Unlike a financial institution, however, the blockchain does not rely on a central auditor to assure the integrity of the blockchain. Being a trustless system, the blockchain relies on distributed participants to perform this critical task of integrity assurance.

These participants are known as miners, a group of entrepreneurs who use computational power to cryptographically audit the integrity of each sequential block. 

Mining involves something of a mathematical Easter egg hunt, in which all the miners in the world continuously attempt to guess the “signature” of the block. This process, regardless of how many miners are participating in blockchain mining, takes approximately 10 minutes. 

Once a miner successfully guesses the block’s signature, the block is considered “closed” and the miner is rewarded for their efforts. In bitcoin, currently that reward is 12.5 bitcoins (btc), at prevailing prices worth about $15,300.

It’s important to note that each auditing process not only audits the current block, but all previous blocks as well. As such, in order to place many eyes on the same block over time, a block is not considered “fully audited” until it has been successfully audited 12 times.

The idea is that the probability of 12 independent auditors incorrectly auditing a block (either on purpose or by accident) is extremely low. For the sake of this article, miners must wait for all 12 audits to be completed to receive their reward.

But if the blockchain has such high integrity assurance protocols built in, how could documented hacks of Mt. Gox and Bitfinex occur?

In each of these cases, it was not the protocol that was vulnerable. Rather, it was the systems that protect customers’ bitcoin balances.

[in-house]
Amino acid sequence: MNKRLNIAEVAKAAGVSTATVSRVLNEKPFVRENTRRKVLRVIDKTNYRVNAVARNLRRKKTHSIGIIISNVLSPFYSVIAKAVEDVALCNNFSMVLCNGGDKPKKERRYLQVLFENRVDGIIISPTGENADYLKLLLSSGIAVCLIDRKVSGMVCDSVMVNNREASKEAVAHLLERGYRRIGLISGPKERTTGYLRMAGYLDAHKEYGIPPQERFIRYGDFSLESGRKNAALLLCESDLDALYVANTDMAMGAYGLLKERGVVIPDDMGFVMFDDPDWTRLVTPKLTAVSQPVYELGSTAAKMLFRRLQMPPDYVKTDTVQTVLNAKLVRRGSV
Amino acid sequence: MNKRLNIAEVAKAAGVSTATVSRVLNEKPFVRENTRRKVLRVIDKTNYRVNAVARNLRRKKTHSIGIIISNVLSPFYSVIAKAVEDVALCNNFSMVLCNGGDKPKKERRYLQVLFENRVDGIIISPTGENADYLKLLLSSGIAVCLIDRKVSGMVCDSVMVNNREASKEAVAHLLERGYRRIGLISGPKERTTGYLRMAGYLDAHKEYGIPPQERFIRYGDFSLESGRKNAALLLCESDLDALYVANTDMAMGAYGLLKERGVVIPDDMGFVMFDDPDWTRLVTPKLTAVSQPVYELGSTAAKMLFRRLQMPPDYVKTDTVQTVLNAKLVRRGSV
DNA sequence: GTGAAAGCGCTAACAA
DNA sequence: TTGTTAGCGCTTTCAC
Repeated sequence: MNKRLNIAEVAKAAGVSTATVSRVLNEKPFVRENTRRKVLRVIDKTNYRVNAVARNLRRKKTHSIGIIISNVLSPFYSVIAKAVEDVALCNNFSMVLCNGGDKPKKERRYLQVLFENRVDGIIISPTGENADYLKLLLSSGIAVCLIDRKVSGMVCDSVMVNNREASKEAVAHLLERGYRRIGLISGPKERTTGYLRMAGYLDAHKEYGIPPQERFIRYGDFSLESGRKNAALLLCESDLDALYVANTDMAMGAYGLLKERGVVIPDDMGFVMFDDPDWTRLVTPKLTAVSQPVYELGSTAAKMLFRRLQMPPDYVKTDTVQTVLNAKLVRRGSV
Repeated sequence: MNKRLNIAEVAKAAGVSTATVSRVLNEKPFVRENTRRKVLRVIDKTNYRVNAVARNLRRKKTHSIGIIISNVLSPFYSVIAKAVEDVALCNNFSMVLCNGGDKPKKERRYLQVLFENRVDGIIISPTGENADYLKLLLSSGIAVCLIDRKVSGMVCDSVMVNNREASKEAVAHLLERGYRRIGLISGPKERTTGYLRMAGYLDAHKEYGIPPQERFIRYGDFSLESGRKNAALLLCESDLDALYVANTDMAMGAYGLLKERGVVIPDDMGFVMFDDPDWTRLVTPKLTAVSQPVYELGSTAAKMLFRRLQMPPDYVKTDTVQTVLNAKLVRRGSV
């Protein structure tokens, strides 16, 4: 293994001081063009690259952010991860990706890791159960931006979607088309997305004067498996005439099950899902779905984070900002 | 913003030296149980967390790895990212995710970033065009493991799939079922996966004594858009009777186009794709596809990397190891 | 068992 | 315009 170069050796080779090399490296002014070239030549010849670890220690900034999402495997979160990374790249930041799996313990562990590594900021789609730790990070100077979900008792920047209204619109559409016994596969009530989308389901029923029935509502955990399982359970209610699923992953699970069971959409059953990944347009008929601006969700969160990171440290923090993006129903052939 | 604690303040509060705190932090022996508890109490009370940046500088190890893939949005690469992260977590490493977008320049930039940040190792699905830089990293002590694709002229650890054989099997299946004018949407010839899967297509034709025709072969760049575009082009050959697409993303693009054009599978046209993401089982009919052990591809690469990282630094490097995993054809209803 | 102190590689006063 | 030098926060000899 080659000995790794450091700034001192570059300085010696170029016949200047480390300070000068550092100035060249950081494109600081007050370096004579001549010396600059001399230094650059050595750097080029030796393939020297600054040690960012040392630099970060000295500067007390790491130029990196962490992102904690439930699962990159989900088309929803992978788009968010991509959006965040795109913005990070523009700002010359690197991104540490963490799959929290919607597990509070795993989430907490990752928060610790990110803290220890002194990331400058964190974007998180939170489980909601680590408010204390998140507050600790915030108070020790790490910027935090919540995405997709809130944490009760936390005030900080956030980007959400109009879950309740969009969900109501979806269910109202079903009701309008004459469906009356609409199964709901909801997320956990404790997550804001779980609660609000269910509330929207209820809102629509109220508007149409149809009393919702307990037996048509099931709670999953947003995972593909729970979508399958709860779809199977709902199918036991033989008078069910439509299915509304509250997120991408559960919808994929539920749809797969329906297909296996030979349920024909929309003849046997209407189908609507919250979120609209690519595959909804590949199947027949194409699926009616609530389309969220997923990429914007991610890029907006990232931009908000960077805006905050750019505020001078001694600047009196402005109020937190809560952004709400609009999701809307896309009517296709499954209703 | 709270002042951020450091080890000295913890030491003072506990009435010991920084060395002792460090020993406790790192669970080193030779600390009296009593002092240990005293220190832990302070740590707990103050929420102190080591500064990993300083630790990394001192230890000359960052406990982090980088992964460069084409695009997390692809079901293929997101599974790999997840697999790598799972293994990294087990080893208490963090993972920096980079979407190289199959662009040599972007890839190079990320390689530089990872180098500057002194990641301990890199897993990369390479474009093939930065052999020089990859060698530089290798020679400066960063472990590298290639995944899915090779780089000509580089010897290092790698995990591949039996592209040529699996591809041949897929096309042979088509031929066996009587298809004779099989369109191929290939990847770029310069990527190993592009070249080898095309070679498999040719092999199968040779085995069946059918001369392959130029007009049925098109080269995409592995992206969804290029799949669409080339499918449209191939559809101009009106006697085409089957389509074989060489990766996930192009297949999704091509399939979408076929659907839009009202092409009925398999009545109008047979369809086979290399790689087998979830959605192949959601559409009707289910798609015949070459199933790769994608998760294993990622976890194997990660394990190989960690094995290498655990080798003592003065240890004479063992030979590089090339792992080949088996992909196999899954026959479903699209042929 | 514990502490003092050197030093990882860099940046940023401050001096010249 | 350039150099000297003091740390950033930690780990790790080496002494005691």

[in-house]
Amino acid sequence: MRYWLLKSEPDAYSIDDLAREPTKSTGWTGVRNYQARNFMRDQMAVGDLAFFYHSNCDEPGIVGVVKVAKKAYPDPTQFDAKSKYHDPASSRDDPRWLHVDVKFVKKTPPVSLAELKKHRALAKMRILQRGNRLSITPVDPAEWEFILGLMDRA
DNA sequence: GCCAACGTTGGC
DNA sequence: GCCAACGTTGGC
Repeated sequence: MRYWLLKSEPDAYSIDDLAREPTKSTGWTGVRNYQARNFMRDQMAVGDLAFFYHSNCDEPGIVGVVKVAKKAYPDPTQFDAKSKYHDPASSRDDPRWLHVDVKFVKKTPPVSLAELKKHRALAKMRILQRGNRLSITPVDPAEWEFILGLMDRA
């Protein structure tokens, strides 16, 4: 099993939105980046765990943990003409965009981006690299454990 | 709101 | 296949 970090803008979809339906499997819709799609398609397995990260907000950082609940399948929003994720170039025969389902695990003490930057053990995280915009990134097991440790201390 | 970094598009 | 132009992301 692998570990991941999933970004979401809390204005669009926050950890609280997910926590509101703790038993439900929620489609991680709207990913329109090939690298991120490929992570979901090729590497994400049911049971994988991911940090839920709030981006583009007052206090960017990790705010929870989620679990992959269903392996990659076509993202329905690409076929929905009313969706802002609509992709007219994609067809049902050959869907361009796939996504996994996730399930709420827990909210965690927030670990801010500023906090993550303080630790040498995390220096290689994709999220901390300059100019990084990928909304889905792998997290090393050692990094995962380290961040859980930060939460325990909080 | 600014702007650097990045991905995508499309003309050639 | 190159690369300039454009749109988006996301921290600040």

It’s like a gold repository failing to protect the gold it stores, and thieves successfully absconding with customers’ assets—that does not suggest an inherent weakness in the underlying asset.

Blockchains are also “permissioned.” Everyone involved in a blockchain is permissioned to have a copy of every recorded piece of data. Every transaction that is added to the blockchain is subject to the distributed auditing performed by miners. Fraudulently tampering with the blockchain appears to be a futile endeavor as the transaction won’t stand up to cryptographic scrutiny.

Recall that every transaction is subject to auditing indefinitely. As such, the blockchain is tamper resistant and highly secure, basically eliminating the risk of fraud.

On the blockchain, you can store and record any type of transaction. It’s very much like a traditional database, except the “blocks” are linked together cryptographically. An example of this in action today is how it’s helping stop the spread of “blood diamonds.”

Having looked at how a blockchain works, what is its potential?

The Great Disruptor

The real value of blockchain is that it renders intermediaries obsolete. Intermediaries make a living off being a third party that establishes “trust” between parties unknown to each other. Blockchain replaces these middlemen. It does so by offering a vast global distribution ledger on which every type of asset can be stored, managed, and exchanged.